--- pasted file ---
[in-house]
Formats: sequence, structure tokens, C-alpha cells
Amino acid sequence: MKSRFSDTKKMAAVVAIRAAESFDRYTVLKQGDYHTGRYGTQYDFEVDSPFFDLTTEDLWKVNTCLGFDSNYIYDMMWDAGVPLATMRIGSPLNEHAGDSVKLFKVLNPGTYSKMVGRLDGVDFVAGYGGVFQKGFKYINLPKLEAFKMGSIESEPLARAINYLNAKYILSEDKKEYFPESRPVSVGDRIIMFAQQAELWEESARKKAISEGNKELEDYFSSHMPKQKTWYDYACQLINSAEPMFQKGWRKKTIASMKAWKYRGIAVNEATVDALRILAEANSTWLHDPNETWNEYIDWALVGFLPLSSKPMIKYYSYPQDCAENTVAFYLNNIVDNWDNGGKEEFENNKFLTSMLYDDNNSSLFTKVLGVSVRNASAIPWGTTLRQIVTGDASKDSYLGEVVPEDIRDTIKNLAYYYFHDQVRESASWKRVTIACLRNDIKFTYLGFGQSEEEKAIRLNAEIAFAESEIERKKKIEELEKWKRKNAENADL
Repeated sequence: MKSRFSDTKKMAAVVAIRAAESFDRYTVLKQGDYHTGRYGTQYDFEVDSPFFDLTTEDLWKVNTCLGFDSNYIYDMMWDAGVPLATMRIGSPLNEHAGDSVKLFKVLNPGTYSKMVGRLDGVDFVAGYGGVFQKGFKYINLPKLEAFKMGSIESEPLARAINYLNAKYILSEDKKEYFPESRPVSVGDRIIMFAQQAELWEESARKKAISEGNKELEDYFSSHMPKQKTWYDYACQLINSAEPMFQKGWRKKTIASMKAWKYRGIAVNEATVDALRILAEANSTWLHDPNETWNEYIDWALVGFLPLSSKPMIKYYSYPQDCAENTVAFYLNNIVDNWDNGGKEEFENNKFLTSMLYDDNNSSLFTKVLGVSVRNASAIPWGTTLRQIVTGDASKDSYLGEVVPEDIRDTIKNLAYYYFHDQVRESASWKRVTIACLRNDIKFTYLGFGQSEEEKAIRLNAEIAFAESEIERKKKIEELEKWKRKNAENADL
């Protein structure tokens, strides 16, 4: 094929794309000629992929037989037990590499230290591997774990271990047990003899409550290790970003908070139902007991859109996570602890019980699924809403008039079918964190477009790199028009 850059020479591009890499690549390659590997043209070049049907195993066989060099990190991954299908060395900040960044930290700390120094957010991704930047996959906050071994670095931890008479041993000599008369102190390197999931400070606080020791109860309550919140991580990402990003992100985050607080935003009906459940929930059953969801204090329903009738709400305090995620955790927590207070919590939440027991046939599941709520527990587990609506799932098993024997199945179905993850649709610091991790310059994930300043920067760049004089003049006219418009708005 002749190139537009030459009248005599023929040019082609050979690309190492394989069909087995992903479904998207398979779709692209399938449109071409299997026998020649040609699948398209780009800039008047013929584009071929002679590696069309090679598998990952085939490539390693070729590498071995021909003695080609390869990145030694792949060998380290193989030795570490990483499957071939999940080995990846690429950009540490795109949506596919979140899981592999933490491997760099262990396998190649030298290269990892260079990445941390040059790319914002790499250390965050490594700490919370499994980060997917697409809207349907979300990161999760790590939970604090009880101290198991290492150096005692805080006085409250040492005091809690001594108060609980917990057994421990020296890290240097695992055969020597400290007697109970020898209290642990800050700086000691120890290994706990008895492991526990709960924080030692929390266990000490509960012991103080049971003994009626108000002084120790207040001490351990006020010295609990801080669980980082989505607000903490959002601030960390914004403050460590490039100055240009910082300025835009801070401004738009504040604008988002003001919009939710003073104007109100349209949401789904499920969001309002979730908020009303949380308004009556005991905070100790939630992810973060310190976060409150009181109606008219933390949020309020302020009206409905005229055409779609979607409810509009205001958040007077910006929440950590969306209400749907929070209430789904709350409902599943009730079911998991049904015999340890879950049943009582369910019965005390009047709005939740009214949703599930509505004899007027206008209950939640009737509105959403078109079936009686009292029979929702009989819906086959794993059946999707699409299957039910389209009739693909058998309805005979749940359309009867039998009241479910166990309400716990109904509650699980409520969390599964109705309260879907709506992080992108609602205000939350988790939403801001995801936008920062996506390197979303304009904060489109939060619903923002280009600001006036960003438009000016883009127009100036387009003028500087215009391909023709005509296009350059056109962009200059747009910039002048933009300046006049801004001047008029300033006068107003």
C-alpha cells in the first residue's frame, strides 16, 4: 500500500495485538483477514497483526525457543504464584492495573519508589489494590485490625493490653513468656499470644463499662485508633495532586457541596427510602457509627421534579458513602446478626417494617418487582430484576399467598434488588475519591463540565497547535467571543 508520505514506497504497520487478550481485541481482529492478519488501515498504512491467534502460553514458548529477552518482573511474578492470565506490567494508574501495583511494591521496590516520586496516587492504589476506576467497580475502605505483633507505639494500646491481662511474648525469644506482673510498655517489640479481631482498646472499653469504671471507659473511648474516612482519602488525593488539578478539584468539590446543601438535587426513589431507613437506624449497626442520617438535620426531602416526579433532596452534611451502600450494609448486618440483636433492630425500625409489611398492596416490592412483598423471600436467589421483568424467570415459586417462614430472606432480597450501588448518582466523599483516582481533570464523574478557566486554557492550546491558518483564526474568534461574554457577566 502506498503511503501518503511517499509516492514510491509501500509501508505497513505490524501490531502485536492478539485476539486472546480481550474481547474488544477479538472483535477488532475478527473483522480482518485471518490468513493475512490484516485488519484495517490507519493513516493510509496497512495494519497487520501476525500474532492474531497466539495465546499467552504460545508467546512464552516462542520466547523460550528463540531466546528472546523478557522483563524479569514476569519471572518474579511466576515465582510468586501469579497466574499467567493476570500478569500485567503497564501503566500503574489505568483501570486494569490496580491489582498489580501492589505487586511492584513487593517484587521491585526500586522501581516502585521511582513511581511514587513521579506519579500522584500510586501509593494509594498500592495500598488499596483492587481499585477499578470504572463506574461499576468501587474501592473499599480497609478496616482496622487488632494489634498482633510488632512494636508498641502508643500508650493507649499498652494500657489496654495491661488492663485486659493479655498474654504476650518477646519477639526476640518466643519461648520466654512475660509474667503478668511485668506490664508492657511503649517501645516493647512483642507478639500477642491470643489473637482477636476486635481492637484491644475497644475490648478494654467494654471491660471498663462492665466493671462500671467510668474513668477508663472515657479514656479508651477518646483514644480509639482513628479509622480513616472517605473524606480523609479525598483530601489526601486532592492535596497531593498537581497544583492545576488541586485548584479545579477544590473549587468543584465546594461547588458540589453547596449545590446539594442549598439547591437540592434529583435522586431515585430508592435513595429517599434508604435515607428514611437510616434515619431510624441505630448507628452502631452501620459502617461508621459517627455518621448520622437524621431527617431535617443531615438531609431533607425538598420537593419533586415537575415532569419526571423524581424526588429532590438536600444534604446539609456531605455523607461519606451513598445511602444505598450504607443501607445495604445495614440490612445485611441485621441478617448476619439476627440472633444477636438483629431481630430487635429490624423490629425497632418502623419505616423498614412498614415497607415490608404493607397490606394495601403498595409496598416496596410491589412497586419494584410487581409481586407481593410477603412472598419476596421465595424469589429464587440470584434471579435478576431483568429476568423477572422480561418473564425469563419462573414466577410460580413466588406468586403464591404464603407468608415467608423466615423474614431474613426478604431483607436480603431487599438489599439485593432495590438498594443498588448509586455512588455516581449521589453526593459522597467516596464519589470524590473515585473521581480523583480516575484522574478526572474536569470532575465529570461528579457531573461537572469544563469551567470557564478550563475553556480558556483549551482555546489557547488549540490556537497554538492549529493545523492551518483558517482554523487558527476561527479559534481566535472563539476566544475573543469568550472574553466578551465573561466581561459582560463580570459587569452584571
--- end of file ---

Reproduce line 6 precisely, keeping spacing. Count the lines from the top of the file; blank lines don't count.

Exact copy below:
C-alpha cells in the first residue's frame, strides 16, 4: 500500500495485538483477514497483526525457543504464584492495573519508589489494590485490625493490653513468656499470644463499662485508633495532586457541596427510602457509627421534579458513602446478626417494617418487582430484576399467598434488588475519591463540565497547535467571543 508520505514506497504497520487478550481485541481482529492478519488501515498504512491467534502460553514458548529477552518482573511474578492470565506490567494508574501495583511494591521496590516520586496516587492504589476506576467497580475502605505483633507505639494500646491481662511474648525469644506482673510498655517489640479481631482498646472499653469504671471507659473511648474516612482519602488525593488539578478539584468539590446543601438535587426513589431507613437506624449497626442520617438535620426531602416526579433532596452534611451502600450494609448486618440483636433492630425500625409489611398492596416490592412483598423471600436467589421483568424467570415459586417462614430472606432480597450501588448518582466523599483516582481533570464523574478557566486554557492550546491558518483564526474568534461574554457577566 502506498503511503501518503511517499509516492514510491509501500509501508505497513505490524501490531502485536492478539485476539486472546480481550474481547474488544477479538472483535477488532475478527473483522480482518485471518490468513493475512490484516485488519484495517490507519493513516493510509496497512495494519497487520501476525500474532492474531497466539495465546499467552504460545508467546512464552516462542520466547523460550528463540531466546528472546523478557522483563524479569514476569519471572518474579511466576515465582510468586501469579497466574499467567493476570500478569500485567503497564501503566500503574489505568483501570486494569490496580491489582498489580501492589505487586511492584513487593517484587521491585526500586522501581516502585521511582513511581511514587513521579506519579500522584500510586501509593494509594498500592495500598488499596483492587481499585477499578470504572463506574461499576468501587474501592473499599480497609478496616482496622487488632494489634498482633510488632512494636508498641502508643500508650493507649499498652494500657489496654495491661488492663485486659493479655498474654504476650518477646519477639526476640518466643519461648520466654512475660509474667503478668511485668506490664508492657511503649517501645516493647512483642507478639500477642491470643489473637482477636476486635481492637484491644475497644475490648478494654467494654471491660471498663462492665466493671462500671467510668474513668477508663472515657479514656479508651477518646483514644480509639482513628479509622480513616472517605473524606480523609479525598483530601489526601486532592492535596497531593498537581497544583492545576488541586485548584479545579477544590473549587468543584465546594461547588458540589453547596449545590446539594442549598439547591437540592434529583435522586431515585430508592435513595429517599434508604435515607428514611437510616434515619431510624441505630448507628452502631452501620459502617461508621459517627455518621448520622437524621431527617431535617443531615438531609431533607425538598420537593419533586415537575415532569419526571423524581424526588429532590438536600444534604446539609456531605455523607461519606451513598445511602444505598450504607443501607445495604445495614440490612445485611441485621441478617448476619439476627440472633444477636438483629431481630430487635429490624423490629425497632418502623419505616423498614412498614415497607415490608404493607397490606394495601403498595409496598416496596410491589412497586419494584410487581409481586407481593410477603412472598419476596421465595424469589429464587440470584434471579435478576431483568429476568423477572422480561418473564425469563419462573414466577410460580413466588406468586403464591404464603407468608415467608423466615423474614431474613426478604431483607436480603431487599438489599439485593432495590438498594443498588448509586455512588455516581449521589453526593459522597467516596464519589470524590473515585473521581480523583480516575484522574478526572474536569470532575465529570461528579457531573461537572469544563469551567470557564478550563475553556480558556483549551482555546489557547488549540490556537497554538492549529493545523492551518483558517482554523487558527476561527479559534481566535472563539476566544475573543469568550472574553466578551465573561466581561459582560463580570459587569452584571